Originally Posted by MJ1970
I apologize. I was confusing this thread with the Wall Street "reform" bill thread.
My questions still stand only tweaked a bit:
Are you assuming that the case has merits? Nothing but merits? Based on what? You've seen all the evidence and arrived that the conclusion that it has only merits and that the only reason anyone would vote against is for partisan reasons?
The SEC's Enforcement Division built the case, took it to the commission, and asked for approval to pursue the case. (Side question - do you think the Enforcement Division has more Bush appointees than Obama appointees?)
Why not let the court decide the merits of the case, instead of you or me or the Republican commissioners? Why would the Enforcement Division spend many months and many, many man-hours building the case, and then present it to the commissioners, if it didn't have at least enough merit to take it to trial?
Here's some relevant background material to support my opinion:
Republican opponents of strong legislation cried foul. “The events of the past five days have fueled legitimate suspicion on the part of the American people that the commission has attempted to assist the White House, the Democratic Party and Congressional Democrats by timing the suit to coincide with the Senate’s consideration of financial regulatory legislation,” Representative Darrell Issa, a California Republican, wrote in a letter to Mary L. Schapiro, the S.E.C. chairwoman.
Ms. Shapiro promptly denied that anything of the sort had taken place. So did the White House.
The more interesting question may be why the Republicans thought it was good politics to seem to be allied with Goldman.
One reason to think it did not happen is simply the way the S.E.C. works. Goldman knew of the enforcement division’s thinking last summer. In September, it tried to persuade the S.E.C. staff that the case was unreasonable.
Under normal S.E.C. procedures, the enforcement division would have asked for commissioners’ approval of a court filing at least a month before the commission acted. It is not clear how anyone in the commission would have known in early March what the Senate would be doing in late April.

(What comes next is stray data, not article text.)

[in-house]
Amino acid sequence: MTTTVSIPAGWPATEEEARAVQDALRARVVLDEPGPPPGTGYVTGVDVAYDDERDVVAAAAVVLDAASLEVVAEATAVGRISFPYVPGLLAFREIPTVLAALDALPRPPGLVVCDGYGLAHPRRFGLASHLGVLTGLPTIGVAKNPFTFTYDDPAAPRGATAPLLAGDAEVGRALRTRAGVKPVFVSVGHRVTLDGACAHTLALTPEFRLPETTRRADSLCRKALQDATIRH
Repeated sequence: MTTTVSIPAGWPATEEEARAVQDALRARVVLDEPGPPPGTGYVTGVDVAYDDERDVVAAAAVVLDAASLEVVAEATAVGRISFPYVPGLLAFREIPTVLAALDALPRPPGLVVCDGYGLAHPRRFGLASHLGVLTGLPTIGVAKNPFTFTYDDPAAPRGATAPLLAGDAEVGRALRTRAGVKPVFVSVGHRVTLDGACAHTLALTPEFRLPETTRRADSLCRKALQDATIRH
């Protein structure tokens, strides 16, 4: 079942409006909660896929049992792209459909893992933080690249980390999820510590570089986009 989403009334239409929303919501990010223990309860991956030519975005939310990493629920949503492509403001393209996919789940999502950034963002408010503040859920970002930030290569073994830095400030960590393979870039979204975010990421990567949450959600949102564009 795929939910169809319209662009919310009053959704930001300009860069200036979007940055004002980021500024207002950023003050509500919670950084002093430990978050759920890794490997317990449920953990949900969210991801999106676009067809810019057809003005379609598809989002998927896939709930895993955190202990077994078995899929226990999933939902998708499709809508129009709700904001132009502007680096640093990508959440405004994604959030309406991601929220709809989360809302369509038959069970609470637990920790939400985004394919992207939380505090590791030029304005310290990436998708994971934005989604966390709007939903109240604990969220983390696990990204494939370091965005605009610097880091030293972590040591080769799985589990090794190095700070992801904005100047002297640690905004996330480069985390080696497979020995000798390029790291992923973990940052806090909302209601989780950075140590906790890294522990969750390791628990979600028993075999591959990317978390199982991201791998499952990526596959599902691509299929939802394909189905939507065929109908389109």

It may have been legal for Goldman to put together synthetic collateralized debt obligations, known as C.D.O.’s, to allow people to bet on the collapse of the housing market. But such a product does not raise capital for any useful purpose. And we know that the buyers of this paper went broke.
Nor does it help that the man who put the deal together, the Goldman trader, Fabrice Tourre, wrote in an e-mail message to a friend, “More and more leverage in the system. The whole building is about to collapse.” He went on to describe himself as “fabulous Fab,” a man who created “complex, highly leveraged exotic trades” that he called “monstruosities” (sic) whose implications he did not understand.
He wrote that as he was putting together this deal.
The S.E.C. case asserts that Goldman should have told potential buyers that John Paulson, a hedge fund manager who wanted to short the synthetic C.D.O., had been heavily involved in choosing which earlier deals would provide the reference points for the C.D.O., and misled some people who did know of his role into thinking that Mr. Paulson was bullish.
Goldman argues that few people knew at the time who Mr. Paulson was and so his involvement would not have mattered to the investors. It also argues that the selections he influenced were immaterial in the end because the whole market collapsed, just as Mr. Paulson had expected.
The final straw for Goldman, and Wall Street, may have been the statement by Lloyd Blankfein, Goldman’s chief executive, that he and his firm were doing the Lord’s work. Such praise is normally reserved for those doing selfless acts of charity, which is not exactly the public perception of investment bankers.
April 20 (Bloomberg) -- The U.S. Securities and Exchange Commission split 3-2 along party lines to approve an enforcement case against Goldman Sachs Group Inc., according to two people with knowledge of the vote.
SEC Chairman Mary Schapiro sided with Democrats Luis Aguilar and Elisse Walter to approve the case filed on April 16, said the people, who declined to be identified because the vote wasn’t public. Republican commissioners Kathleen Casey and Troy Paredes voted against suing, the people said yesterday.
Schapiro, an independent appointed by Democratic President Barack Obama, cast the deciding vote in a high-profile case for the second time this year. In February, she sided with Democrats in a $150 million settlement with Bank of America Corp. tied to its takeover of Merrill Lynch & Co.
“She’s not worried about consensus because ultimately, this case is going to be decided by a jury trial,” said Peter Henning, a former federal prosecutor and SEC attorney who teaches at Wayne State University Law School in Detroit. “It might help Goldman a little bit in the public-relations battle to show that there is division.”